A pair of Keystone 209 Battery clips (https://amzn.to/3U6kgAx) connects directly to the 3D print. I simply had to solder some short wires to them to go to the switch and LED pod.

The wiring in the project is pretty light gauge. I only had to match it up with what was already on the LED pods, which appeared to be 20 AWG. The lamp only draws about half an amp, so no need for heavy wiring.

The wiring itself is pretty straight-forward. I mostly used 1/4″ crimp-on solderless connectors.
The positive battery connection goes to the center of the switch.
The two wires from the DC input go to the two side terminals of the relay. (85,86)
One of the outside terminals of the switch goes to the common terminal of the relay. (30)
The third terminal of the switch just needs a short piece of wire coming off of it.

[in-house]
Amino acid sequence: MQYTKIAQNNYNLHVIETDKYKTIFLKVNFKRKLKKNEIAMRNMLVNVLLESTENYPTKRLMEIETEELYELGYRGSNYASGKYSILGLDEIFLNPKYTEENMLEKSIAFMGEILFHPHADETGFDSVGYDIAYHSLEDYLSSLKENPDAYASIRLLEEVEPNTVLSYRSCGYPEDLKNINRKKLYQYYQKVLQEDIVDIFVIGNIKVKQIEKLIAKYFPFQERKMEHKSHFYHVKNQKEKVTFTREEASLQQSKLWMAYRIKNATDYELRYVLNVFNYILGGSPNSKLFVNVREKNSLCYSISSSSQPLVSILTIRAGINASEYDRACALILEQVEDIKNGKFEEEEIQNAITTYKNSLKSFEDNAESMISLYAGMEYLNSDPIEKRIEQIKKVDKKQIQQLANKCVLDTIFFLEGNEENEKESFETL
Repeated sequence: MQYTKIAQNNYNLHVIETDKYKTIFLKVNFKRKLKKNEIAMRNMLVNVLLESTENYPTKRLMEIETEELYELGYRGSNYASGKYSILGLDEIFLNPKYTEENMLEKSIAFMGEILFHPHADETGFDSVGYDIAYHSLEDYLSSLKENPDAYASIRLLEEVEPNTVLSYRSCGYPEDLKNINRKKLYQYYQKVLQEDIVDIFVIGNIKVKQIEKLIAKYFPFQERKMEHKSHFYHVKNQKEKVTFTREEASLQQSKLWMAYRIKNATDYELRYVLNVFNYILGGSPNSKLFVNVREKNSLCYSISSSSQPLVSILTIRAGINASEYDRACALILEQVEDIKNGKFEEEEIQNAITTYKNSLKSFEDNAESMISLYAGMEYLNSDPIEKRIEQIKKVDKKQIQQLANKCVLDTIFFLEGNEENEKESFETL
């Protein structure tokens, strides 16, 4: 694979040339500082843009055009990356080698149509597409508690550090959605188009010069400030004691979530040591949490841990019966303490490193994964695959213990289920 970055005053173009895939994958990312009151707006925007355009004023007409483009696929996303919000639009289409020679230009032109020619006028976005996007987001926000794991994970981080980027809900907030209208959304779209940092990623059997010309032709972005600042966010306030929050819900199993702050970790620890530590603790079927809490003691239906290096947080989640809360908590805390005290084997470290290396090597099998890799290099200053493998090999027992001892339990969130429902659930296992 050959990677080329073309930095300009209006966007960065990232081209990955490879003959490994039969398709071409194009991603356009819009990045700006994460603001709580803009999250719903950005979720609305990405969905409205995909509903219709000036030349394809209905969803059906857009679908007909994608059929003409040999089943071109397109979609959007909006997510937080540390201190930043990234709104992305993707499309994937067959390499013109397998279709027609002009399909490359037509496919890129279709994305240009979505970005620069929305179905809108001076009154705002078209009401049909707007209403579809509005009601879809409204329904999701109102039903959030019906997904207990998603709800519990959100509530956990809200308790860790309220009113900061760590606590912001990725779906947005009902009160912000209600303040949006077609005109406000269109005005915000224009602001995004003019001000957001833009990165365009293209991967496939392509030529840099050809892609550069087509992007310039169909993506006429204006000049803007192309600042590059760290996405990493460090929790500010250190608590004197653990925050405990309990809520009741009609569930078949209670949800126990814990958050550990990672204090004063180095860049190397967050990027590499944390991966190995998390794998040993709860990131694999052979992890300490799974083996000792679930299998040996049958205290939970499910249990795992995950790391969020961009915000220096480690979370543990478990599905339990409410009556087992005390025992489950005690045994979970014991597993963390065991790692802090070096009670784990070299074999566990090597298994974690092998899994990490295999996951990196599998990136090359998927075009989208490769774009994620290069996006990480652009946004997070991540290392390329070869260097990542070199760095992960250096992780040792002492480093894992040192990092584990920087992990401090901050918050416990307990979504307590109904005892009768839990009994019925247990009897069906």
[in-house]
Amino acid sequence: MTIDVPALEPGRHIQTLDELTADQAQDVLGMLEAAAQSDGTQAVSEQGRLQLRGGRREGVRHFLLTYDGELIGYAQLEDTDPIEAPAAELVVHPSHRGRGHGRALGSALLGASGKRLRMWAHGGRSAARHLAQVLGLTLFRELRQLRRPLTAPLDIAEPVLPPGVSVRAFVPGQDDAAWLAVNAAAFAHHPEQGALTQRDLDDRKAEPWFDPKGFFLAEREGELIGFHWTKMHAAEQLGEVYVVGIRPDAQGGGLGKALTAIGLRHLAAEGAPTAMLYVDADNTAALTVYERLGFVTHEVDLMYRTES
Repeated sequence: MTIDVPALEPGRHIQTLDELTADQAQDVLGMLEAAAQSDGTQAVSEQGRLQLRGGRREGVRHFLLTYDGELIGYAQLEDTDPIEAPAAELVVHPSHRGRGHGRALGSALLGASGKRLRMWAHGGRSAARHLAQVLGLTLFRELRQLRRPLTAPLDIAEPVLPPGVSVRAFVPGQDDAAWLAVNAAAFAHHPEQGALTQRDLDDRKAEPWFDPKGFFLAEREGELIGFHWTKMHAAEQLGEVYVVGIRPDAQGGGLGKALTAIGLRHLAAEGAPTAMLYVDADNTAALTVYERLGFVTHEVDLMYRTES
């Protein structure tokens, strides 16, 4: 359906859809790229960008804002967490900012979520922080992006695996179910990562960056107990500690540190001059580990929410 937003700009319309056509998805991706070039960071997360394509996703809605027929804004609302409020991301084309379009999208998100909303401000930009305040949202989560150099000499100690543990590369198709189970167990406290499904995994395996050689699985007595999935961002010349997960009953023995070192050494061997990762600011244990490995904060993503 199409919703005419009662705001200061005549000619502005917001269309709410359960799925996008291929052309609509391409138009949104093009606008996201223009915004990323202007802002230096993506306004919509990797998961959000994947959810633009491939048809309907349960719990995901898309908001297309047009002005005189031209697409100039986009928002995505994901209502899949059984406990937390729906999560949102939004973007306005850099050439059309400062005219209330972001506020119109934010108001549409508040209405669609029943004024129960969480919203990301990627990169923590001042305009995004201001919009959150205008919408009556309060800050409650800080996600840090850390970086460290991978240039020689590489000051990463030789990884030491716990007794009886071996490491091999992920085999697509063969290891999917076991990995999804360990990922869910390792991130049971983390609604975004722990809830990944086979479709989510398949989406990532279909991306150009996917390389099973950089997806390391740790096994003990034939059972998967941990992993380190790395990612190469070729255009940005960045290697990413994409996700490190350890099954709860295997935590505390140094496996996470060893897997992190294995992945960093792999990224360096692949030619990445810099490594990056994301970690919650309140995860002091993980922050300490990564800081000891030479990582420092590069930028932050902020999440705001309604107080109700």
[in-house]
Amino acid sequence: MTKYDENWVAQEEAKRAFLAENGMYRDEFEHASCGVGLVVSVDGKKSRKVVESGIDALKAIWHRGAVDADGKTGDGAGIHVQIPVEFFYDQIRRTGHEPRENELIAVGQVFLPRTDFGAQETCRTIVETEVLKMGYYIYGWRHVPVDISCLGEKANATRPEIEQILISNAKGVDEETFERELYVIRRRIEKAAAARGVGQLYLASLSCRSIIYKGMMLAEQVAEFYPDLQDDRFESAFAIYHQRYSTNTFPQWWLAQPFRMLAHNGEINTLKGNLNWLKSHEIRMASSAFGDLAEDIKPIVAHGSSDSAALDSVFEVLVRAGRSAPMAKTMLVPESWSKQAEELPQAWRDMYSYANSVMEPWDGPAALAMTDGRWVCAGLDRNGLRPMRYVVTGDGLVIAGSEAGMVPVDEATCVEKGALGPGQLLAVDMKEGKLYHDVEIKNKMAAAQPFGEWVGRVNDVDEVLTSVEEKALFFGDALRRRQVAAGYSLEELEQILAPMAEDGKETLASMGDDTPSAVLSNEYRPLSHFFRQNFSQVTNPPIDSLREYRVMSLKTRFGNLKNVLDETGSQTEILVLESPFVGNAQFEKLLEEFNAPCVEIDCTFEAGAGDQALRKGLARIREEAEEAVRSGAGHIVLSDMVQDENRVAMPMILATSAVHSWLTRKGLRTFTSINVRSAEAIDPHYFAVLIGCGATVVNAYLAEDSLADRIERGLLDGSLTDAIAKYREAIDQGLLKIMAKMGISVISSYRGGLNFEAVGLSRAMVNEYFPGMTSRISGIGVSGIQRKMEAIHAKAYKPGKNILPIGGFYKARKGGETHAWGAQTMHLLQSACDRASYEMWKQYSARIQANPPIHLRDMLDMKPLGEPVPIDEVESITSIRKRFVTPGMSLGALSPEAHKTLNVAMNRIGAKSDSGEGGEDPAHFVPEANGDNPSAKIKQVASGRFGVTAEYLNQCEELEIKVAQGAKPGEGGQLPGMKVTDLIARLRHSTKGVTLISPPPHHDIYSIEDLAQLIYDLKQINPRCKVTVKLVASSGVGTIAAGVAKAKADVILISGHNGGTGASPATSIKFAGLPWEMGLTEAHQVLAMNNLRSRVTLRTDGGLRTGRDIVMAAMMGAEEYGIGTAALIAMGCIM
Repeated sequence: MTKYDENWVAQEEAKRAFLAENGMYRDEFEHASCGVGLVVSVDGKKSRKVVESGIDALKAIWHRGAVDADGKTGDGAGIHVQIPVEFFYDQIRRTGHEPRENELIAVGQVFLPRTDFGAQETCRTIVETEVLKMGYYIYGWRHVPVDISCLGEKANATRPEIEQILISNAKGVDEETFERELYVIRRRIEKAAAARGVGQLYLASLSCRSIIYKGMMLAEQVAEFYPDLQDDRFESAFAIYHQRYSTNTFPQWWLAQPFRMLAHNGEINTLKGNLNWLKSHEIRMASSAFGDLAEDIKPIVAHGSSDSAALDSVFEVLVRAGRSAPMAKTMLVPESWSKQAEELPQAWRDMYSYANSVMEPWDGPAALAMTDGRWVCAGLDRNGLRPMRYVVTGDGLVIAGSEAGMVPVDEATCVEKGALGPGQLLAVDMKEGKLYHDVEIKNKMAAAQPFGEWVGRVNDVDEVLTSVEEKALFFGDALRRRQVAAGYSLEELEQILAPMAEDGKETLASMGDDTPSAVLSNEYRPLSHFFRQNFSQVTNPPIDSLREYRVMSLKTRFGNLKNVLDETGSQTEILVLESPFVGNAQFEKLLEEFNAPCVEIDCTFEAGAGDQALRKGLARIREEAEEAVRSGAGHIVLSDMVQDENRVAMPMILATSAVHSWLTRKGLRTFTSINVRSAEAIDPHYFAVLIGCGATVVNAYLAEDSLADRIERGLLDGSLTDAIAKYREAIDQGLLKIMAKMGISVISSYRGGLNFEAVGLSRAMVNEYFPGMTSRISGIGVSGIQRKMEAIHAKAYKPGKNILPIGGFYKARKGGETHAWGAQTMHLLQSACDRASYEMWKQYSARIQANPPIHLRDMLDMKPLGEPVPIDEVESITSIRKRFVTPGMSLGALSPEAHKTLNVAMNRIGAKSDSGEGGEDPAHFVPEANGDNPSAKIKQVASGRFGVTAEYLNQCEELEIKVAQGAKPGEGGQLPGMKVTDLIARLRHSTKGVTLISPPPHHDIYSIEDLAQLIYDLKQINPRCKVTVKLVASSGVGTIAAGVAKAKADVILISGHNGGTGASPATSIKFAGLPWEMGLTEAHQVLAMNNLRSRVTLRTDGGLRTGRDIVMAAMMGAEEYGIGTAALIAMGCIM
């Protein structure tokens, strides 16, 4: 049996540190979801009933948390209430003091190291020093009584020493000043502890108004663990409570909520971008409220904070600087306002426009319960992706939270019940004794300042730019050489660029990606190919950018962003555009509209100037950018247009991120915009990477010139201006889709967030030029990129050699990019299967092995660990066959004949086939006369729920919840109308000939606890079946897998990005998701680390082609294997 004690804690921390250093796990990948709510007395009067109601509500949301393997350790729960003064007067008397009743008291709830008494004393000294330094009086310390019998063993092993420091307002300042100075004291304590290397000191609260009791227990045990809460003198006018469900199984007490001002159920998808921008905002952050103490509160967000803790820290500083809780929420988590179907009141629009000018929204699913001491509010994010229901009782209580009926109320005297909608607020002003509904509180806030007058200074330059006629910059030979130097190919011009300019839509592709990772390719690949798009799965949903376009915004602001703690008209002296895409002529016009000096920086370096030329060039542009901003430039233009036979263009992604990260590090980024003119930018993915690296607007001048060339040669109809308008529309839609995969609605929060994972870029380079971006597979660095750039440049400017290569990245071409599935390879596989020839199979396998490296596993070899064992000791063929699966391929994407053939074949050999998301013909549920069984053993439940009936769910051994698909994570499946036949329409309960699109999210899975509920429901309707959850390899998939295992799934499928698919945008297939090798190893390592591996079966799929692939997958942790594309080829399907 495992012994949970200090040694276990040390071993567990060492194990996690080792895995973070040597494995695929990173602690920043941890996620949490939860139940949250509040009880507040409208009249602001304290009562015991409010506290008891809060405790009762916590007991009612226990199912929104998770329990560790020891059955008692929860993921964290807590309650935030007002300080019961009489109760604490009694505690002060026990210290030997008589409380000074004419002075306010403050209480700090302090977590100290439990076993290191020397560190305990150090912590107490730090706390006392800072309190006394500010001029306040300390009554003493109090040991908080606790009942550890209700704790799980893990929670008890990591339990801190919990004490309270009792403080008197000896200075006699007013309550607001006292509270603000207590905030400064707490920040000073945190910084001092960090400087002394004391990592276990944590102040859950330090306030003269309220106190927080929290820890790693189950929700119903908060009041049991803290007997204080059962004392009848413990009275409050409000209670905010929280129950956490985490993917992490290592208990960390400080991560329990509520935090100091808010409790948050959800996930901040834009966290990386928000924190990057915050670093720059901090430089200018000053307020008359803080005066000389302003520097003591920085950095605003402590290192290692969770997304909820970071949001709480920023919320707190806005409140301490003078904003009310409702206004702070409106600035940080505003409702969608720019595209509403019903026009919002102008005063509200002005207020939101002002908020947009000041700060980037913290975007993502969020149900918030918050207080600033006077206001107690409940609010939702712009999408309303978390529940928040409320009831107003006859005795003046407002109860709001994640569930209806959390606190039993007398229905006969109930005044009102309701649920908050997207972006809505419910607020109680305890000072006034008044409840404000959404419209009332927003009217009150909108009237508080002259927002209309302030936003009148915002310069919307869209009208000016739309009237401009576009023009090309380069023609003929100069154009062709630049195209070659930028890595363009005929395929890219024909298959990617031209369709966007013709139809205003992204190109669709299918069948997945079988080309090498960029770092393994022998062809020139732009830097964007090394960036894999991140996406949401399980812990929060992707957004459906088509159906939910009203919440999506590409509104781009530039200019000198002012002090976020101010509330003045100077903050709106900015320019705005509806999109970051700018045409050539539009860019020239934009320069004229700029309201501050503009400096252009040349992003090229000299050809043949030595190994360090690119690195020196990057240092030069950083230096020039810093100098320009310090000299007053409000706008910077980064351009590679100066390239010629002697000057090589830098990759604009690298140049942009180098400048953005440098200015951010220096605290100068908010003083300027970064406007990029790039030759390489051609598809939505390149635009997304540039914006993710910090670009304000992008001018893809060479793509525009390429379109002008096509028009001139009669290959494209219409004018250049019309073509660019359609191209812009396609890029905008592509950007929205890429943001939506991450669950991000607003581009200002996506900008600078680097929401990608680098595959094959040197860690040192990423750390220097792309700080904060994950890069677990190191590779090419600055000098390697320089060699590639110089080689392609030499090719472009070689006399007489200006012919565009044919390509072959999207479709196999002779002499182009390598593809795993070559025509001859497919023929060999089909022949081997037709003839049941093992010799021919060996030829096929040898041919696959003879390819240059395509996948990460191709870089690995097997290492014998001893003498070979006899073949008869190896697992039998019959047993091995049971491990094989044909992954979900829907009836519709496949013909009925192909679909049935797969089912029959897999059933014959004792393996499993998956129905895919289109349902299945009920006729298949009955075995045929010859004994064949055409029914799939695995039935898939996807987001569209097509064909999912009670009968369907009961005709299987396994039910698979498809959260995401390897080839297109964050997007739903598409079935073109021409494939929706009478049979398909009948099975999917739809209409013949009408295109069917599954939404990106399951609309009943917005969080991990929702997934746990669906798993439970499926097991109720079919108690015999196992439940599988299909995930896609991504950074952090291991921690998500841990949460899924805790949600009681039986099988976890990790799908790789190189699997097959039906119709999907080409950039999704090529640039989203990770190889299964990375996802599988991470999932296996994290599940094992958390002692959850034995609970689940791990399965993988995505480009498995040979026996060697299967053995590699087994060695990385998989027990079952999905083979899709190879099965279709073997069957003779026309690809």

Lastly a wire will go from the center terminal on the relay (87A) and then get soldered or wire nutted to the bare wire from the switch AND to the positive wire of the LED pod.
The negative wire of the LED pod is soldered to the negative Keystone 209 connector to the battery.

The LED pod has a 3/8″ bolt which goes through the smaller hole in the lid. Its power cable goes through the larger hole. It had more cable than needed, so I stripped back the sheathing and cut the power leads shorter before soldering them.

At this point, I could set the lid in place, add a charged battery, and test it out.

I plugged in the DC power adapter to the wall and the light.

Turning the switch from OFF to the ON position, the LED lights up! Flipping it to the other ON position does nothing, the light stays off. But if I then kill the power (either by unplugging the DC power supply or having a blackout) the light comes on with a click of the relay!

After testing it out and seeing that everything was working to my liking, I used a few drops of SuperGlue to glue the lid in place. If for any reason I still needed to get at the wiring, it IS accessible, as there is no bottom to the case. Everything is simply closed up when the battery is in place.